Monday, 26 October 2015


Images copyright MARVEL COMICS

Believe it or not, we're now at the halfway mark of MARVEL
U.K.'s 1975/'76 weekly periodical The SUPER-HEROES cover
gallery - only another 25 issues to go and then another brief slice of
the sizzlin' '70s will be over.  Strange how something which occupied
such a short period of my youth seems, in memory, to have been
around for far longer than it actually was, eh?

One of the great things I enjoyed about this mag was seeing
reprints of the early X-MEN stories, as it reminded me of one
of my favourite comics of the 1960s, FANTASTIC, where I'd first
read them.  That had been a mere eight years or so before, a period
which, today, seems to pass faster than a fart from The FLASH
(or perhaps I should say QUICKSILVER in this instance),
but back then it was practically half my life away.

Anyway, I know that you don't drop in to read anything I
have to say, so let's get to the good stuff.  Did you buy this mag
at the time?  If so, share your nostalgic reminiscences about it in
the captivating comments section.  Go on, your fellow Criv-ites
are in urgent need of something interesting to read.


Colin Jones said...

The character of Shalla-Bal in the Silver Surfer makes no sense whatsoever - when we first meet the Surfer in the FF he's supposed to have been Galactus' herald for eons but Shalla-Bal doesn't look a day older than when the Surfer left her behind on Zenn-La which suggests to me that he's been a herald for a couple of years at most. I remember Day Of The Triffids in POTA - I don't suppose it was much like the novel though (I haven't read the novel but it was serialized on Radio 4 Extra). And that advert for the apes roadshow must be the time when they appeared on TV on a show called Runaround (or something) presented by Mike Reid (the comedian and later an actor on Eastenders) but I missed the first ten minutes of the show and so I missed the apes' appearance - I was bitterly disappointed.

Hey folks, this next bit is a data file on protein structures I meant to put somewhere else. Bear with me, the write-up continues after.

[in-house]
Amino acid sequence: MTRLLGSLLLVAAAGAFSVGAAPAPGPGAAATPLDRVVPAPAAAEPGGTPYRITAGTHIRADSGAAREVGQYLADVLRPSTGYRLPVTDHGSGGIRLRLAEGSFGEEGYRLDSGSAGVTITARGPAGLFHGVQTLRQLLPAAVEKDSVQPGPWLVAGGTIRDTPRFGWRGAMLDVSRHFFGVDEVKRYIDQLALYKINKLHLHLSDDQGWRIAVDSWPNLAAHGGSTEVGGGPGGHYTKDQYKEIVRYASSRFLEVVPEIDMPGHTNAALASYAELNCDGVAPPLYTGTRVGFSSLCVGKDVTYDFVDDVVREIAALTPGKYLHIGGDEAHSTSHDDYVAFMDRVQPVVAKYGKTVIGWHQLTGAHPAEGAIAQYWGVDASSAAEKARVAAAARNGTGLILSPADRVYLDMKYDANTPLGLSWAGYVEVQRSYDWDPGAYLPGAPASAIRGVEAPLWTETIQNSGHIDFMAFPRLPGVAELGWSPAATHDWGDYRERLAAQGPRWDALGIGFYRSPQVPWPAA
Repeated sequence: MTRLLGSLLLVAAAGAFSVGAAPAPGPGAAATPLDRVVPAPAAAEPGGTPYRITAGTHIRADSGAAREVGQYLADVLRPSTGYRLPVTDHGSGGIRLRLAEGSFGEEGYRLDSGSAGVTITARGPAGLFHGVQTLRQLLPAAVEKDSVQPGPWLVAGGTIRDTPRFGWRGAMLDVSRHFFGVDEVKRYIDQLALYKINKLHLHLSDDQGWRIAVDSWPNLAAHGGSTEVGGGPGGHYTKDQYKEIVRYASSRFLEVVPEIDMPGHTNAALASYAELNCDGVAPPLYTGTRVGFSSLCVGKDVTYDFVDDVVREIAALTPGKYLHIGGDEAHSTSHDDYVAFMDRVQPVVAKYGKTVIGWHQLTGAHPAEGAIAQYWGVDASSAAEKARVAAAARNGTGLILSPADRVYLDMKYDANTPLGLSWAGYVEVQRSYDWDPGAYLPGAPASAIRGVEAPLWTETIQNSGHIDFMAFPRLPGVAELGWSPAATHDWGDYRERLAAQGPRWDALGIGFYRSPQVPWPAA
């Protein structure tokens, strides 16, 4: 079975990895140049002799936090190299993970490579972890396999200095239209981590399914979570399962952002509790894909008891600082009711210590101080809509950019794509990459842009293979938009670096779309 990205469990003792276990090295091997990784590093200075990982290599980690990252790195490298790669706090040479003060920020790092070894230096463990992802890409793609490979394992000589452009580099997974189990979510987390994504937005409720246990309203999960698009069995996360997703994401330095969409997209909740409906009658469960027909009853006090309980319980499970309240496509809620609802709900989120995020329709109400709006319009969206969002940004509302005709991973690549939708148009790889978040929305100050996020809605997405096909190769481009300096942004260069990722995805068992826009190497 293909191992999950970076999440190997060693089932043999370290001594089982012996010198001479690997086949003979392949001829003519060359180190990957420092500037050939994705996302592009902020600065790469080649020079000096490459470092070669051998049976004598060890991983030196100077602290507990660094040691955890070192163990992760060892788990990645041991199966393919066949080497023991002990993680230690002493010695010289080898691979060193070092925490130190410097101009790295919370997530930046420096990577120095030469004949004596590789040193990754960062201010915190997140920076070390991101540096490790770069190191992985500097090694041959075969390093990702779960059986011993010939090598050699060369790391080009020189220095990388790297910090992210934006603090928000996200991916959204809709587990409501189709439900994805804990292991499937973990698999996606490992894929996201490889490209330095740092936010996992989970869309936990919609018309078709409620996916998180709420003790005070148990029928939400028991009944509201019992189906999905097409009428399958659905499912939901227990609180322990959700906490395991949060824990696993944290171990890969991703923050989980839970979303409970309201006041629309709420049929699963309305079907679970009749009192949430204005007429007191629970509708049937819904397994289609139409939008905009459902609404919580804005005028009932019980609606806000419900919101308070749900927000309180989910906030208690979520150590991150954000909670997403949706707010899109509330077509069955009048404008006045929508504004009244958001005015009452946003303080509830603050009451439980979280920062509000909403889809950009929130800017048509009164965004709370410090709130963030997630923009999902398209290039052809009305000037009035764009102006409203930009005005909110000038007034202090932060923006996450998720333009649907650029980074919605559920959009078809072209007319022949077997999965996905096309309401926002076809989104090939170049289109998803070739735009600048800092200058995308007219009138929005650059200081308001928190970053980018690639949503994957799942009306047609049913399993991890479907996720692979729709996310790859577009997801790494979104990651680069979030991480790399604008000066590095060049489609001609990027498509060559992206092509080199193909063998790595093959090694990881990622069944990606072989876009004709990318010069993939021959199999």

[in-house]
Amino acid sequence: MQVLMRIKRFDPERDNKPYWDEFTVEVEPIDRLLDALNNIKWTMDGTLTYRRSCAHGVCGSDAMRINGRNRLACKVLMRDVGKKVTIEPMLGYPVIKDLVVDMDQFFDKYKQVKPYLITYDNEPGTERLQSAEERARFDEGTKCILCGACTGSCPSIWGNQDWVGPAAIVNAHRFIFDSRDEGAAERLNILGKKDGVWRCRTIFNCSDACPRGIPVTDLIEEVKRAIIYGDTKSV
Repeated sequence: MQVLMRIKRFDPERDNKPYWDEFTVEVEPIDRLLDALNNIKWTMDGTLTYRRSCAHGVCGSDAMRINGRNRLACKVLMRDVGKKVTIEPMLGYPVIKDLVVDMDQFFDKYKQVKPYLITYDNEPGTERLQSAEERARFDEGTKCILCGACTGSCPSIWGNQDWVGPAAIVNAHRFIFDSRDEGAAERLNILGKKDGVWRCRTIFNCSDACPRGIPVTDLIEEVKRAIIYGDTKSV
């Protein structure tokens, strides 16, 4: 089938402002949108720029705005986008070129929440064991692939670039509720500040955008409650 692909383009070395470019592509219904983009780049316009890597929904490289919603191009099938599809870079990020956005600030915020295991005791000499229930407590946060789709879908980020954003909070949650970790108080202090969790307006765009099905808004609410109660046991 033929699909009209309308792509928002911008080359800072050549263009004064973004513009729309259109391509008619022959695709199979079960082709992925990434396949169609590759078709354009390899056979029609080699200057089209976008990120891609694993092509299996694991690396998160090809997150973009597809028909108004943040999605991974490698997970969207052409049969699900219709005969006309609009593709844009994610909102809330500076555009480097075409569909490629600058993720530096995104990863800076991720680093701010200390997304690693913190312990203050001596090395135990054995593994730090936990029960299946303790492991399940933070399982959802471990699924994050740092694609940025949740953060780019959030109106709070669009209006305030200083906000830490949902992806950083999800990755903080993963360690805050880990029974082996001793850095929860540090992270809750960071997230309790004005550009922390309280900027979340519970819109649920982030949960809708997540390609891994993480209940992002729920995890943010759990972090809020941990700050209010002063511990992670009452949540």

Kid said...

Actually, CJ, that was never a problem for me. I assumed that the Surfer was made practically immortal in the process that Galactus subjected him to. Therefore, because of space/time warps, the Surfer, if he were to go back to Zenn-La, would simply return to the timeline of whatever Galaxy the planet inhabits. If I understand the ramifications of Einstein's theory of relativity correctly, if you were to go into space for 20 years, travelling at the speed of light, when you returned to Earth 20 years later, you'd find that hundreds of years had passed on Earth. Therefore, through some weird process of the 'power cosmic', it works in reverse in the Surfer's case.

Colin Jones said...

Kid, you should have been the writer on the Silver Surfer - I seriously doubt Stan Lee ever thought about the theory of relativity !

Kid said...

Oh, I dunno - he gave his brother a job. (Little joke there.) The problem was, CJ, that Jack Kirby obviously envisioned the Surfer as a created being, with no history before Galactus, whereas Stan Lee felt that readers would relate to him more if he had made some kind of noble, quasi-religious sacrifice. Which concept was best? I'll leave people to make up their own minds.

baab said...

This was a good comic for a while.
I like the help with pronunciation of Ka-Zar in that X-men strip.
I must have read that at the time,corrected my young brother for saying it wrongly (ca(r) tzar)and then
just pronounced it the same way as him (ca(r) tzar) until I re-read this yesterday!

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